This blog introduces the video of Audition blues, the second song on my first album, I know a little place.  Whilst it is inevitable that songs are influenced by the writer’s own life, I owe it my parents, family and teachers to confess that the first verse of my song is untrue – everyone encouraged me to keep asking questions, to understand what life may be about – even if there can be no definitive answer.  I don’t remember ever being just told “because”.  I was told, never be afraid to ask.

The circle of life

Curiously, the first image I chose for the song happened to be a photo I took of the first carving in the circle of life series from the Toshogo shrine in Nikko, Japan of the mother and her child – the mother looking to the future and the child looking with trust and perhaps for answers.  The next appropriate image for me is one of those wonderful open tree-lined roads in France, followed quite naturally by Le Penseur from the Musée Rodin in Paris, concluding with the almost endless beach at Le Touquet-Paris-Plage.

 

What now, what’s next?

The song, illustrated by some pilgrims in India streaming along the road in their bright yellow saris, alludes to the idea that life can be one audition after another, and to the idea of an afterlife “if we pass the audition, what’s the next part we play?”. Do we get a second chance? – “if we turn out a failure, can we re-audition someday?”  I will never know if the man in his red shirt whom I photographed high in a tree knew what he was doing or somehow had just taken a wrong turning!

 

Do we write for our audience or ourselves?

Then a little dig at the X Factor culture “when they see what they want will they know it” – in this video I went back to Shinto shrine in Nikko for the three monkeys who capture for me the idea of going before a judging panel. This 17th century wooden carving is the origin of the “hear no evil, speak no evil, see no evil” proverb, the monkeys being Kikazaru, Iwazaru and Mizasru. How important is the verdict of the judging panel?  Do we write for our audience or for ourselves?  Selfishly I write first for my own pleasure – whilst there is great satisfaction if I get the bonus of others liking my work too! I am very happy that a friend told me he plays it a lot because of the meaning it holds for him.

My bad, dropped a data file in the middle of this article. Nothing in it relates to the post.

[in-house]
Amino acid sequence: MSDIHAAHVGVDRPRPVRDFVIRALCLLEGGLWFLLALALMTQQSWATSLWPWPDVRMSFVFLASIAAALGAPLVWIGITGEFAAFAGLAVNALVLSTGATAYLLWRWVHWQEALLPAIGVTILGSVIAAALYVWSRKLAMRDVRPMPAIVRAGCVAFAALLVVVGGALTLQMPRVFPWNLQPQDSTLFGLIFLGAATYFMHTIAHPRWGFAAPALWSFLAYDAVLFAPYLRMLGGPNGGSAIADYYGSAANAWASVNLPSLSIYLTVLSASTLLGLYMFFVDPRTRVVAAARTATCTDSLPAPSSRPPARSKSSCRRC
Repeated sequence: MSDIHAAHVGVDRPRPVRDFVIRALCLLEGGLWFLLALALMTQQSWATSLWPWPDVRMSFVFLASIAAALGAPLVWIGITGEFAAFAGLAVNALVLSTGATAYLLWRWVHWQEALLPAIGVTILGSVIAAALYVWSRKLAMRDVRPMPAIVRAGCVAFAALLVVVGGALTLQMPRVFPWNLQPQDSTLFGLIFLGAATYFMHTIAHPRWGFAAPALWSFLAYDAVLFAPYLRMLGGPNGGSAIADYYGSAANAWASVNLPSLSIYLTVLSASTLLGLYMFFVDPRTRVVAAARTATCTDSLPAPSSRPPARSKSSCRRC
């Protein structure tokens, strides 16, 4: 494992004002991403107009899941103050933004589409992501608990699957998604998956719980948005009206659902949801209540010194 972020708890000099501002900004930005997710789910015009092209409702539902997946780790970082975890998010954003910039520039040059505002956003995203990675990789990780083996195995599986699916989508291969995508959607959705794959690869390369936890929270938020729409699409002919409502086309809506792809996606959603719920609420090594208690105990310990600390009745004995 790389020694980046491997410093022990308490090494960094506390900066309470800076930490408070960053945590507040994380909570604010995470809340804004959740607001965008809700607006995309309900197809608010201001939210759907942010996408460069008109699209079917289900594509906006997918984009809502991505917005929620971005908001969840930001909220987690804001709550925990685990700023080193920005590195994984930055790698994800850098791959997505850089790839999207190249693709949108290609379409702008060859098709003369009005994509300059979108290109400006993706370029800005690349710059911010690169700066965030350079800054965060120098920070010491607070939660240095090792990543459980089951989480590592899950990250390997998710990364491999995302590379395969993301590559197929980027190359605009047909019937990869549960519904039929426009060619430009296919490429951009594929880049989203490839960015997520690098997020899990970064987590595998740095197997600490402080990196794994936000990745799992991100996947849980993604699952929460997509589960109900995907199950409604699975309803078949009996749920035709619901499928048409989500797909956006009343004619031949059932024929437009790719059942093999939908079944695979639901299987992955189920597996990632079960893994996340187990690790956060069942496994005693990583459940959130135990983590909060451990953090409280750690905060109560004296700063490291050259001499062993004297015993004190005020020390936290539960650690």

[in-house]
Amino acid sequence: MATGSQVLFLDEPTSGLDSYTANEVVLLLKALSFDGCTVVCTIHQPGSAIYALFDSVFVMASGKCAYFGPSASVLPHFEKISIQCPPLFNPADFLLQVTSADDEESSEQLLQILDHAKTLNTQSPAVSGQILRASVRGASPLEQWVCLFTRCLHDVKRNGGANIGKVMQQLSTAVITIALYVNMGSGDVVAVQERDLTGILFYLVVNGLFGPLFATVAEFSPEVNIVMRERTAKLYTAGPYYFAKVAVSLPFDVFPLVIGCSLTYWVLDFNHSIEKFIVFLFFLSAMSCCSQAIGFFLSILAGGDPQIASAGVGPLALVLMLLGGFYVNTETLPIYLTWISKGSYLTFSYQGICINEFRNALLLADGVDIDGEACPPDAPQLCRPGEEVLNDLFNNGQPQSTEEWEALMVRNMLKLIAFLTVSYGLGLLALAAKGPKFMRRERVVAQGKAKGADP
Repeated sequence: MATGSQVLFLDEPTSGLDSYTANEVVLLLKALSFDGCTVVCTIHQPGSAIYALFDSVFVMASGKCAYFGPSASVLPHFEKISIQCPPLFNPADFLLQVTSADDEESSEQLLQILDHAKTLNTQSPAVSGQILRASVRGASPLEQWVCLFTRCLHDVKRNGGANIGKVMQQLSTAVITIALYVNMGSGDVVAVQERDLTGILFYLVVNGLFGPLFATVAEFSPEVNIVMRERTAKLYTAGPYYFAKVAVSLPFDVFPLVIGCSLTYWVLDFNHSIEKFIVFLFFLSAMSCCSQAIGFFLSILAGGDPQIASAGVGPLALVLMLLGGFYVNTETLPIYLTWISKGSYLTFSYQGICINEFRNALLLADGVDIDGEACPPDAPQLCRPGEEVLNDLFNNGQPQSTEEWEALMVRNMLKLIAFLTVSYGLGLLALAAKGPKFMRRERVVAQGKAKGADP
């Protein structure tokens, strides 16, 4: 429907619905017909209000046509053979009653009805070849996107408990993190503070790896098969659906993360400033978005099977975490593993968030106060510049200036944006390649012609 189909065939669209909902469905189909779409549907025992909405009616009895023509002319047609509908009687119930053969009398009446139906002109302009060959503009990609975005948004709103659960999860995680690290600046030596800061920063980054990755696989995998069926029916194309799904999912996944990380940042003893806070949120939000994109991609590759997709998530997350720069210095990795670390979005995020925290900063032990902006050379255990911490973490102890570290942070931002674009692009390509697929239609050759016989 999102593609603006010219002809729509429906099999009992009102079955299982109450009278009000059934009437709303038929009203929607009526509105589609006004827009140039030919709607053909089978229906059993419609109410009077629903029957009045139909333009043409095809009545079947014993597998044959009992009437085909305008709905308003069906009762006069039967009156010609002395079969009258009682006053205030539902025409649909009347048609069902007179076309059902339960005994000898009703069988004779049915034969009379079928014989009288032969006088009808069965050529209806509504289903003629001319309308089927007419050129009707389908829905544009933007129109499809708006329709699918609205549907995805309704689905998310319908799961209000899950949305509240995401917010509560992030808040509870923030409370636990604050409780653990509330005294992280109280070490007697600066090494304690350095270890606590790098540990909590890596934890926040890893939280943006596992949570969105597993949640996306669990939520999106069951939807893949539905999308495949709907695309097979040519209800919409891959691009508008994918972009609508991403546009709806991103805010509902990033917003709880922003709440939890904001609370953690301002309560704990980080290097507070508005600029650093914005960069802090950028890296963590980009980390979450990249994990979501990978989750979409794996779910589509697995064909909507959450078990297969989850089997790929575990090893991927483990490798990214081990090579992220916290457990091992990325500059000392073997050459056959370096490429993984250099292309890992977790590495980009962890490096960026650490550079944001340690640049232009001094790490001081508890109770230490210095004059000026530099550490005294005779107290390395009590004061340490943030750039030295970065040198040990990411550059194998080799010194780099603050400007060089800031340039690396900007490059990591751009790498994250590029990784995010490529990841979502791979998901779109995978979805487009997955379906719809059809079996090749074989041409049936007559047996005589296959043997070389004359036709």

12-the-three-monkeys
Kikazaru, Iwazaru and Mizaru, Hear no evil, Speak no evil, See no evil

Go with the flow

The images then indulge in a little poetic or visual licence, as the “river with rapids” and the “canyon with multiple bends” are accompanied by the peace and tranquility of the wonderful backwaters of Kerala in India and the elegant, graceful and dramatic Chinese fishing nets of Cochin (reported to be disappearing). As I wrote the song I confess that the image in my mind was of the (once mighty?) Colorado River running through the Grand Canyon to the Pacific Ocean – but I haven’t got good photos of that!

 

And the reason for living is…..?

So if you want to know the reason for living, well up to a point you will have to work it out for yourself. For me it lies in other people who I love and whose company I enjoy.  It lies in the wonderful colours and sights of the world.  It lies in the ups and downs of life and in the thrill of the chase often made greater by the effort it takes to succeed.  And it lies, most definitely, in words, pictures and music.  Write no evil, draw no evil and sing no evil?

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